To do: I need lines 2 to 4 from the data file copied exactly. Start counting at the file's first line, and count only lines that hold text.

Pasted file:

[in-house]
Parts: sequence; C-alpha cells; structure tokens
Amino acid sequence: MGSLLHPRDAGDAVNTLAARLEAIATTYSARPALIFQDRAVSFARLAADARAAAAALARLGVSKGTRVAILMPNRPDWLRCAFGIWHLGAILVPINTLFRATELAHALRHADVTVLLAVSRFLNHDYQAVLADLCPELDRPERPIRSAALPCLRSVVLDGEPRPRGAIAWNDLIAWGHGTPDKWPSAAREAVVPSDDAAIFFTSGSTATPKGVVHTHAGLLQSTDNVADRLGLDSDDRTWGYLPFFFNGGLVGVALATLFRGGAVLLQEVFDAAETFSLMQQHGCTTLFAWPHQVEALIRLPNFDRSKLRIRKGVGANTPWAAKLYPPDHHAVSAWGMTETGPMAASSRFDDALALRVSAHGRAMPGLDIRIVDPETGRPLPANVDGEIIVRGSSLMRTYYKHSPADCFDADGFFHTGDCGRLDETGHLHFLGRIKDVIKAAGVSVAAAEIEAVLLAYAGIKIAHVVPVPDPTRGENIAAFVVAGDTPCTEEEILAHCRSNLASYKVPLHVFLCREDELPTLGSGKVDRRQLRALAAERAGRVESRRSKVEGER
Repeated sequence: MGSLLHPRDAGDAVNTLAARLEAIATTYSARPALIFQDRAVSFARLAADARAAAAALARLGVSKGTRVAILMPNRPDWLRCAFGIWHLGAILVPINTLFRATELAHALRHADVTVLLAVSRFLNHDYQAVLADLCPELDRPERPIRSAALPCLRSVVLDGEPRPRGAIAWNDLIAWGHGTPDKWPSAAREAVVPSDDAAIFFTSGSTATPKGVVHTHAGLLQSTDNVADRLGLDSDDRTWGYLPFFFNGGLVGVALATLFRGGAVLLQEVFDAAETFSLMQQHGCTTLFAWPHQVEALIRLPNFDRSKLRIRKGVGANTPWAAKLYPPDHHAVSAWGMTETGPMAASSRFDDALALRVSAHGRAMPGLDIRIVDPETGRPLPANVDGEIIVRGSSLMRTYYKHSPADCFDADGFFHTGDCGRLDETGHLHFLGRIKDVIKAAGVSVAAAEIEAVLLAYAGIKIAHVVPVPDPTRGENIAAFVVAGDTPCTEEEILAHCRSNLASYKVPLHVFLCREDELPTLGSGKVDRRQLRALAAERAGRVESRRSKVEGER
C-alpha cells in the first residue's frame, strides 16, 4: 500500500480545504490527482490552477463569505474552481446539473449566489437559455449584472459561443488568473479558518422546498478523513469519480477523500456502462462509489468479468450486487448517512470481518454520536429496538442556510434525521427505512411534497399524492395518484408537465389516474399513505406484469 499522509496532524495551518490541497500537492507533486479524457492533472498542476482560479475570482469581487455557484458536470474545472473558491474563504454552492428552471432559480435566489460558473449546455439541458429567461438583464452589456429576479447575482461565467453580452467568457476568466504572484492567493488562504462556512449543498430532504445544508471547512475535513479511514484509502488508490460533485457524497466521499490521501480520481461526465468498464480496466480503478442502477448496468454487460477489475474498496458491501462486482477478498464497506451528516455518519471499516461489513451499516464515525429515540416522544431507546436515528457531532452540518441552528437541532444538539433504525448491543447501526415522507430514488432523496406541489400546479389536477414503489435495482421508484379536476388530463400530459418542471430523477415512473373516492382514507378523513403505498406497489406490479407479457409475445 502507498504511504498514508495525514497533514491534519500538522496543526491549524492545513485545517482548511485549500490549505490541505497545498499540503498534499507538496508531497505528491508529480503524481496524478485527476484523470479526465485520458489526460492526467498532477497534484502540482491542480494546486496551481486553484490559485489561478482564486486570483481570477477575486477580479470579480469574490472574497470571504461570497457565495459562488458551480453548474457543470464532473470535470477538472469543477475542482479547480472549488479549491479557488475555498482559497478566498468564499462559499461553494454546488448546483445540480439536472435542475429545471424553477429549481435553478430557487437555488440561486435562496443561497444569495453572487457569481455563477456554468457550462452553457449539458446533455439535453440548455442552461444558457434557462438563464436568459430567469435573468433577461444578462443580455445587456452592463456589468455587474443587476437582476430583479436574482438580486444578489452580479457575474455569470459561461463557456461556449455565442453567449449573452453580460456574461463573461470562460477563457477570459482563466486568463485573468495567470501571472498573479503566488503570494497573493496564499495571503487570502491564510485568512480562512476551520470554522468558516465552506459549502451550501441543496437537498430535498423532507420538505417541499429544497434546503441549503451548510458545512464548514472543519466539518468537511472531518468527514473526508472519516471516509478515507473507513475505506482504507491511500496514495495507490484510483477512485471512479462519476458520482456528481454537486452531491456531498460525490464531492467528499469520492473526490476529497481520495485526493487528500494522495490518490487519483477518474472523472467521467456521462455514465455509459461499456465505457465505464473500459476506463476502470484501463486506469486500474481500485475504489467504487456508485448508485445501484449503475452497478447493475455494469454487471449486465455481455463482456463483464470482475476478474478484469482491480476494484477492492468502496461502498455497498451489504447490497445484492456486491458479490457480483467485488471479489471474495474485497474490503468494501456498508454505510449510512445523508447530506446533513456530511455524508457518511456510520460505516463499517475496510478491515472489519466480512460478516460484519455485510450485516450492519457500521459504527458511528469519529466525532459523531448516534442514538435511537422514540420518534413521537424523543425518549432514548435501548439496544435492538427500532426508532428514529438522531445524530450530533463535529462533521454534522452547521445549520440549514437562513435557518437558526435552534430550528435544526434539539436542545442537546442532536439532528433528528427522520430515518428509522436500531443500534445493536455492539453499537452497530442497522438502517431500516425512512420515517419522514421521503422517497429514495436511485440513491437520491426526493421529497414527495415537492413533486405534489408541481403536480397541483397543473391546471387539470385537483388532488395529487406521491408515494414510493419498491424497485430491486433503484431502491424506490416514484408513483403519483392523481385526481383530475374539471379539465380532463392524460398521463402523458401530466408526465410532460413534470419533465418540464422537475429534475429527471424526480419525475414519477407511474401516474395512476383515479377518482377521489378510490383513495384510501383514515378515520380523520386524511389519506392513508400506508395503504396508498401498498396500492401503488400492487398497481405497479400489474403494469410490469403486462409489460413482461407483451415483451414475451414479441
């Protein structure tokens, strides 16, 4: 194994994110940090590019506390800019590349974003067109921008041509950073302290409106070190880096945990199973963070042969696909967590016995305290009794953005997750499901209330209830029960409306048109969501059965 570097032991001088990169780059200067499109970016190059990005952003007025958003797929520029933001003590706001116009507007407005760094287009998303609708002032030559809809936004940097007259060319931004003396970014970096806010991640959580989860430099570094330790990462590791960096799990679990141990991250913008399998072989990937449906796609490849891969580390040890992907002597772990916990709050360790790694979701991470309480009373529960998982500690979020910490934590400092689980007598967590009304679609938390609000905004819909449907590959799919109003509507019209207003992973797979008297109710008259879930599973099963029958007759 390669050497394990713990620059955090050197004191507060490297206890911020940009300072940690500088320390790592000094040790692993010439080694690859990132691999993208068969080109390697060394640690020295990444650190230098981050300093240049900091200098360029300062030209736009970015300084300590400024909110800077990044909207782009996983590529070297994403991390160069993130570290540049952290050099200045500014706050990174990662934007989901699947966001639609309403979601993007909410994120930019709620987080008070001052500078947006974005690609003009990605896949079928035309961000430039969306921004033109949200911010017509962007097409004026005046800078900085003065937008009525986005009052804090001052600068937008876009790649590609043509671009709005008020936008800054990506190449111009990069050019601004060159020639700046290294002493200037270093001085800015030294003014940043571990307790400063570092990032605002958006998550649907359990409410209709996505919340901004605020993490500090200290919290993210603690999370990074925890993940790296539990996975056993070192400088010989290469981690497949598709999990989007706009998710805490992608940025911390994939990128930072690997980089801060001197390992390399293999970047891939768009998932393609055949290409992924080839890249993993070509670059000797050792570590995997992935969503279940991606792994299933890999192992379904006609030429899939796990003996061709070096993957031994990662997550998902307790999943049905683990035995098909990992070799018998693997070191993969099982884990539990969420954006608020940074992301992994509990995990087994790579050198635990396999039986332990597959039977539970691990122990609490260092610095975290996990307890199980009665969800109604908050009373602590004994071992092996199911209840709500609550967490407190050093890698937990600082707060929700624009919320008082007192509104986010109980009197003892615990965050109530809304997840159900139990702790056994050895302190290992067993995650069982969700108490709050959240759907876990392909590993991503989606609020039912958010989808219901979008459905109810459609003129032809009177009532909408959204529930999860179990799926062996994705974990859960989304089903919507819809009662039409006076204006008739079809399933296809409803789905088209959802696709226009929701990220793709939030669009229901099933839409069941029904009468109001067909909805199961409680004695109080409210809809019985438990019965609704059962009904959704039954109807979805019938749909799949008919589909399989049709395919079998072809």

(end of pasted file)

Parts: sequence; C-alpha cells; structure tokens
Amino acid sequence: MGSLLHPRDAGDAVNTLAARLEAIATTYSARPALIFQDRAVSFARLAADARAAAAALARLGVSKGTRVAILMPNRPDWLRCAFGIWHLGAILVPINTLFRATELAHALRHADVTVLLAVSRFLNHDYQAVLADLCPELDRPERPIRSAALPCLRSVVLDGEPRPRGAIAWNDLIAWGHGTPDKWPSAAREAVVPSDDAAIFFTSGSTATPKGVVHTHAGLLQSTDNVADRLGLDSDDRTWGYLPFFFNGGLVGVALATLFRGGAVLLQEVFDAAETFSLMQQHGCTTLFAWPHQVEALIRLPNFDRSKLRIRKGVGANTPWAAKLYPPDHHAVSAWGMTETGPMAASSRFDDALALRVSAHGRAMPGLDIRIVDPETGRPLPANVDGEIIVRGSSLMRTYYKHSPADCFDADGFFHTGDCGRLDETGHLHFLGRIKDVIKAAGVSVAAAEIEAVLLAYAGIKIAHVVPVPDPTRGENIAAFVVAGDTPCTEEEILAHCRSNLASYKVPLHVFLCREDELPTLGSGKVDRRQLRALAAERAGRVESRRSKVEGER
Repeated sequence: MGSLLHPRDAGDAVNTLAARLEAIATTYSARPALIFQDRAVSFARLAADARAAAAALARLGVSKGTRVAILMPNRPDWLRCAFGIWHLGAILVPINTLFRATELAHALRHADVTVLLAVSRFLNHDYQAVLADLCPELDRPERPIRSAALPCLRSVVLDGEPRPRGAIAWNDLIAWGHGTPDKWPSAAREAVVPSDDAAIFFTSGSTATPKGVVHTHAGLLQSTDNVADRLGLDSDDRTWGYLPFFFNGGLVGVALATLFRGGAVLLQEVFDAAETFSLMQQHGCTTLFAWPHQVEALIRLPNFDRSKLRIRKGVGANTPWAAKLYPPDHHAVSAWGMTETGPMAASSRFDDALALRVSAHGRAMPGLDIRIVDPETGRPLPANVDGEIIVRGSSLMRTYYKHSPADCFDADGFFHTGDCGRLDETGHLHFLGRIKDVIKAAGVSVAAAEIEAVLLAYAGIKIAHVVPVPDPTRGENIAAFVVAGDTPCTEEEILAHCRSNLASYKVPLHVFLCREDELPTLGSGKVDRRQLRALAAERAGRVESRRSKVEGER